In the past, we’ve talked about our tendency to fall in love with fictional characters, regardless of how unrealistic our attachments to them really are. During my childhood, for example, I was especially enamored with The Fonz from Happy Days and Ricky Ricardo on I Love Lucy – both of whom were around way before my time. Today, in the era of fanfiction and copious film adaptations, it seems that more and more people have developed feelings for fictional characters, especially those in literature. (Ladies, does the name “Mr. Darcy” ring any bells?)
This week, we’ll talk about some of the literary male characters you shouldn’t fall madly in love with. These are some of the men in literature who would ultimately make the worst boyfriends/husbands.
5 Worst Boyfriends in Literature
1. Heathcliff (Wuthering Heights by Emily Brontë)
Before you say anything, I know… I talk way too much about Heathcliff on this blog. That’s because this brooding gypsy from the wrong side of the tracks is a magnet for drama, especially of the romantic kind. When the woman he loves marries a man of a higher station than his own, Heathcliff retaliates by marrying the man’s sister and ultimately becomes emotionally abusive and manipulative. There’s a lot more to the story than that, but would you really want to be with someone who treats everyone in his life poorly and is still obsessed with a relationship that never worked out?
We could sit around all day and try to figure out what exactly constitutes this series as literature, but let’s face facts: Christian Grey is not the guy you want to date. Sure, he’s handsome and wealthy, and he has a penchant for saying things like “Laters baby,” but when it comes down to it, he’s extremely controlling and emotionally fragile. He purchases an entire company in order to secure a job for the girl he loves (against her wishes, by the way), and when she tries to end things with him, he basically stalks her until she gives up and decides to give the relationship another shot. Let’s also not forget that he has a pretty rough past that clearly affects the way he treats women. (The part that saddens me is that a lot of girls still think of him as a sort of Prince Charming, even if he’s kind of the opposite.)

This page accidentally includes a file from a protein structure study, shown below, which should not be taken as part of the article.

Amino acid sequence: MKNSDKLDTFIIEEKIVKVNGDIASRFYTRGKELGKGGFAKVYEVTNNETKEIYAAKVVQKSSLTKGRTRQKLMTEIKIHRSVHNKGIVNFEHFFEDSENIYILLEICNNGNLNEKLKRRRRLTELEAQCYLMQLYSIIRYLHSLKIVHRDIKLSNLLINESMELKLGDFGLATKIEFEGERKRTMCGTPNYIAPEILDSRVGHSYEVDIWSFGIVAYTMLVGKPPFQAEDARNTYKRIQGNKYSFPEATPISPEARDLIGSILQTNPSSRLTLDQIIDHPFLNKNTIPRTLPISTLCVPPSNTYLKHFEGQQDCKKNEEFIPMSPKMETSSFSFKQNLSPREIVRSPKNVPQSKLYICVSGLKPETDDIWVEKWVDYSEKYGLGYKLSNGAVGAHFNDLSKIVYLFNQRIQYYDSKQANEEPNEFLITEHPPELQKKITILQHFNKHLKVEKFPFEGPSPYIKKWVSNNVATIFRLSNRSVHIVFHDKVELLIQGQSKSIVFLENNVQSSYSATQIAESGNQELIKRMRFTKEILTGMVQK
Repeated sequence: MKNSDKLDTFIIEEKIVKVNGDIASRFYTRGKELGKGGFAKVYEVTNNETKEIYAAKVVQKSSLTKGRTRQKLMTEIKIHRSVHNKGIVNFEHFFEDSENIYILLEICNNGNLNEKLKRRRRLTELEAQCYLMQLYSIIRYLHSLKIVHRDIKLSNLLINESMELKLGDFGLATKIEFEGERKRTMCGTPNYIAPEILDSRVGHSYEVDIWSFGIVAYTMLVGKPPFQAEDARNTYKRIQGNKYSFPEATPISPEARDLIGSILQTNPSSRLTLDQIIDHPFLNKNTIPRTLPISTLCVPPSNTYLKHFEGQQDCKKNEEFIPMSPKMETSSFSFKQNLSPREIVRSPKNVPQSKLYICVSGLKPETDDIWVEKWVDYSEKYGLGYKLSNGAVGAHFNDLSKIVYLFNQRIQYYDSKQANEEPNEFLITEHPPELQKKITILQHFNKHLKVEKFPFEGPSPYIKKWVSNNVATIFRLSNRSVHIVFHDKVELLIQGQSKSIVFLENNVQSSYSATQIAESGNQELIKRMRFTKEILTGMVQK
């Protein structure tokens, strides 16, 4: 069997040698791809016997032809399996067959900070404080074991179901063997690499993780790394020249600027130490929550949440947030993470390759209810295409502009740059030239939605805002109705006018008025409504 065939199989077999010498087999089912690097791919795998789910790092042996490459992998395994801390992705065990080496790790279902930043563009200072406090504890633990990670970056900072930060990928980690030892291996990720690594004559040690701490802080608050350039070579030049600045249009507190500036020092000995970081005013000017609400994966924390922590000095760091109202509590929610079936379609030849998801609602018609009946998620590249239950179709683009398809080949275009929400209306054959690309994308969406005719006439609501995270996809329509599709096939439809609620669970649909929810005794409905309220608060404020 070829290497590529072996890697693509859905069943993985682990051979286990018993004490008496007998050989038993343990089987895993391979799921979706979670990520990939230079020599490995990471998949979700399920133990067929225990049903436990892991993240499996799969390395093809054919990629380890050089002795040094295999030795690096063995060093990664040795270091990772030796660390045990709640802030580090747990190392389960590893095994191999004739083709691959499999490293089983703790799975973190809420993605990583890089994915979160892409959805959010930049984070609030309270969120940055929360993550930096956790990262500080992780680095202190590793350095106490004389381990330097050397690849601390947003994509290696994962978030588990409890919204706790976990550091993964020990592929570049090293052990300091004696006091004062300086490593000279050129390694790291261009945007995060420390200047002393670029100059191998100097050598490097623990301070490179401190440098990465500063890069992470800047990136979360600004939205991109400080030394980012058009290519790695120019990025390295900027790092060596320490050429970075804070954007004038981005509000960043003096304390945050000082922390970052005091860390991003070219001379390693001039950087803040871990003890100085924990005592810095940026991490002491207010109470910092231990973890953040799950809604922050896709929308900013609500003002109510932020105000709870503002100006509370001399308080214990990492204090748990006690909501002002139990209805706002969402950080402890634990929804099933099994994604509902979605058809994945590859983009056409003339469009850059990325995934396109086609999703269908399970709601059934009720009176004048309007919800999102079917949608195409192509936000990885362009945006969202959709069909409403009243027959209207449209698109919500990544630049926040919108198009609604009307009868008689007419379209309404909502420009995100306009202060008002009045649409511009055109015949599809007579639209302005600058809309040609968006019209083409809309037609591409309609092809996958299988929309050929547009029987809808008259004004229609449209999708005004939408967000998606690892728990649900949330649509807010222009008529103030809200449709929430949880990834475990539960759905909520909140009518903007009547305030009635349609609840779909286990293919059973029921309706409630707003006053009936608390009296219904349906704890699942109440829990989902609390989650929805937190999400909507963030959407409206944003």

3. Edward Rochester (Jane Eyre by Charlotte Brontë)
At first, life with this man seems perfectly fine. But then you start to show signs that you’re a little crazy, and he decides to lock you in the attic. Then he has the nerve to start seeing someone else? Just say no to this one.
4. Edward Cullen (Twilight series by Stephenie Meyer)
First of all, Edward Cullen is more than 100 years old. He may look like he’s 17 (or closer to 25), but don’t let his non-aging fool you. Hint: If a guy warns you repeatedly against being with him, you probably shouldn’t be with him. To maintain a relationship with this vampire means giving up any ambitions you ever had, and remaining completely stuck in your teen years forever. It also means that you’ll be dating someone who might be able to read your mind (scary) and who sparkles in the sun (also scary).
5. Harry Potter (Harry Potter series by J.K. Rowling)
Throughout seven books and eight films, The Boy Who Lived is the king of angst – and for good reason. He’s a great guy, but Harry Potter simply does not have time for a relationship. Between hunting down horcruxes and trying not to get killed by Voldemort every year, Harry barely ever has time to take his final exams, let alone wine and dine anyone who isn’t an active member of the Order. Even when he and Ginny Weasley first dated, Harry broke things off because it just wasn’t “safe” for her. (And who can blame him? Anyone who tries to get close to Harry is just setting themselves up to become Voldemort-bait.) If you’re looking for a romance in Hogwarts, try a lesser-known character in Ravenclaw or Hufflepuff, because then you’re more likely to avoid being kidnapped by a Death Eater or possessed by an old diary.
Readers: Who are your literary crushes, and which literary boyfriends could you do without?